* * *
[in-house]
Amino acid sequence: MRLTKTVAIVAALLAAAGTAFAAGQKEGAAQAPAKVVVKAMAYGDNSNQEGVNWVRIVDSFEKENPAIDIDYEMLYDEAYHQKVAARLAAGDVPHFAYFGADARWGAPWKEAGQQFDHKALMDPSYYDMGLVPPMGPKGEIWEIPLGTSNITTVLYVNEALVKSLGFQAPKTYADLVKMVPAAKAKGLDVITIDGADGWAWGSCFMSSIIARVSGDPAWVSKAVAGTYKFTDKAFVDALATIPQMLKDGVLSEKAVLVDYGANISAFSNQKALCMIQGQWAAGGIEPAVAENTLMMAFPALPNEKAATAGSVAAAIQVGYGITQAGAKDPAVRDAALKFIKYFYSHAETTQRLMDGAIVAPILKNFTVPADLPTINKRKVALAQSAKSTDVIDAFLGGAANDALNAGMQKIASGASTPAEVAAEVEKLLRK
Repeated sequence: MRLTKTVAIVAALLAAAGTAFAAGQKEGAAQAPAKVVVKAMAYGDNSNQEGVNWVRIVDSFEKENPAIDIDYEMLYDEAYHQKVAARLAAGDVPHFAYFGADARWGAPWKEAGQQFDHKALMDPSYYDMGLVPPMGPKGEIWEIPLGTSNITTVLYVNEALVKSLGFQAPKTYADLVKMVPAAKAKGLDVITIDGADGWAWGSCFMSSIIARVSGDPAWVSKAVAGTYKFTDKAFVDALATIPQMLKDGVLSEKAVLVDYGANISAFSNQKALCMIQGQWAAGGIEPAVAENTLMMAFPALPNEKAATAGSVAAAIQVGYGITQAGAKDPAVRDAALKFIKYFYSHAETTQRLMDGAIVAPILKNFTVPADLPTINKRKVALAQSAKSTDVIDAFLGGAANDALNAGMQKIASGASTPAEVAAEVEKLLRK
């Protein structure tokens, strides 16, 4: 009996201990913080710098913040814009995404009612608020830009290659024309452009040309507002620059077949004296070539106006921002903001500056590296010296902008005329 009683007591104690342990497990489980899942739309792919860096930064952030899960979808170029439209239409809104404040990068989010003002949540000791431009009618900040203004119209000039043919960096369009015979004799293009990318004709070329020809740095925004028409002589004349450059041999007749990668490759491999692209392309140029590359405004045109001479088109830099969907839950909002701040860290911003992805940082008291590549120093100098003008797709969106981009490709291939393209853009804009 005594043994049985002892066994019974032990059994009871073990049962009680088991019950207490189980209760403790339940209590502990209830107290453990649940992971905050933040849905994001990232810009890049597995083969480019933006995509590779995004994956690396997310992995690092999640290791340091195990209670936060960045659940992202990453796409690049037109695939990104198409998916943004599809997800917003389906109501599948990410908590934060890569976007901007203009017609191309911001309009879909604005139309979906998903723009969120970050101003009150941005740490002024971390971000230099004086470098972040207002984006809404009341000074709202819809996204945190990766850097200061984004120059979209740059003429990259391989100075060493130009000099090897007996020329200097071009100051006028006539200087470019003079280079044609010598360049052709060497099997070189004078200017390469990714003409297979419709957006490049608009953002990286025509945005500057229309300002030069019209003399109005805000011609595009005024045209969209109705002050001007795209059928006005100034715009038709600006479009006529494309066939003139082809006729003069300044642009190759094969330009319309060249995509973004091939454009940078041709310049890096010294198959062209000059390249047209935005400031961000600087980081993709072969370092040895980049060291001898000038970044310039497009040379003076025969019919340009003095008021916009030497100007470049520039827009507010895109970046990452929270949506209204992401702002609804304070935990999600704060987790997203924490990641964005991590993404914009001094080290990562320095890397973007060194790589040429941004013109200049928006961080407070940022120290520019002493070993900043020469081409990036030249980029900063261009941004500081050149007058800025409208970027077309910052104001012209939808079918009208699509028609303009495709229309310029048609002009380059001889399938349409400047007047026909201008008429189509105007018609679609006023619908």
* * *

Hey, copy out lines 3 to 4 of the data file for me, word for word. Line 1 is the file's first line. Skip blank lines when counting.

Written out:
Repeated sequence: MRLTKTVAIVAALLAAAGTAFAAGQKEGAAQAPAKVVVKAMAYGDNSNQEGVNWVRIVDSFEKENPAIDIDYEMLYDEAYHQKVAARLAAGDVPHFAYFGADARWGAPWKEAGQQFDHKALMDPSYYDMGLVPPMGPKGEIWEIPLGTSNITTVLYVNEALVKSLGFQAPKTYADLVKMVPAAKAKGLDVITIDGADGWAWGSCFMSSIIARVSGDPAWVSKAVAGTYKFTDKAFVDALATIPQMLKDGVLSEKAVLVDYGANISAFSNQKALCMIQGQWAAGGIEPAVAENTLMMAFPALPNEKAATAGSVAAAIQVGYGITQAGAKDPAVRDAALKFIKYFYSHAETTQRLMDGAIVAPILKNFTVPADLPTINKRKVALAQSAKSTDVIDAFLGGAANDALNAGMQKIASGASTPAEVAAEVEKLLRK
């Protein structure tokens, strides 16, 4: 009996201990913080710098913040814009995404009612608020830009290659024309452009040309507002620059077949004296070539106006921002903001500056590296010296902008005329 009683007591104690342990497990489980899942739309792919860096930064952030899960979808170029439209239409809104404040990068989010003002949540000791431009009618900040203004119209000039043919960096369009015979004799293009990318004709070329020809740095925004028409002589004349450059041999007749990668490759491999692209392309140029590359405004045109001479088109830099969907839950909002701040860290911003992805940082008291590549120093100098003008797709969106981009490709291939393209853009804009 005594043994049985002892066994019974032990059994009871073990049962009680088991019950207490189980209760403790339940209590502990209830107290453990649940992971905050933040849905994001990232810009890049597995083969480019933006995509590779995004994956690396997310992995690092999640290791340091195990209670936060960045659940992202990453796409690049037109695939990104198409998916943004599809997800917003389906109501599948990410908590934060890569976007901007203009017609191309911001309009879909604005139309979906998903723009969120970050101003009150941005740490002024971390971000230099004086470098972040207002984006809404009341000074709202819809996204945190990766850097200061984004120059979209740059003429990259391989100075060493130009000099090897007996020329200097071009100051006028006539200087470019003079280079044609010598360049052709060497099997070189004078200017390469990714003409297979419709957006490049608009953002990286025509945005500057229309300002030069019209003399109005805000011609595009005024045209969209109705002050001007795209059928006005100034715009038709600006479009006529494309066939003139082809006729003069300044642009190759094969330009319309060249995509973004091939454009940078041709310049890096010294198959062209000059390249047209935005400031961000600087980081993709072969370092040895980049060291001898000038970044310039497009040379003076025969019919340009003095008021916009030497100007470049520039827009507010895109970046990452929270949506209204992401702002609804304070935990999600704060987790997203924490990641964005991590993404914009001094080290990562320095890397973007060194790589040429941004013109200049928006961080407070940022120290520019002493070993900043020469081409990036030249980029900063261009941004500081050149007058800025409208970027077309910052104001012209939808079918009208699509028609303009495709229309310029048609002009380059001889399938349409400047007047026909201008008429189509105007018609679609006023619908």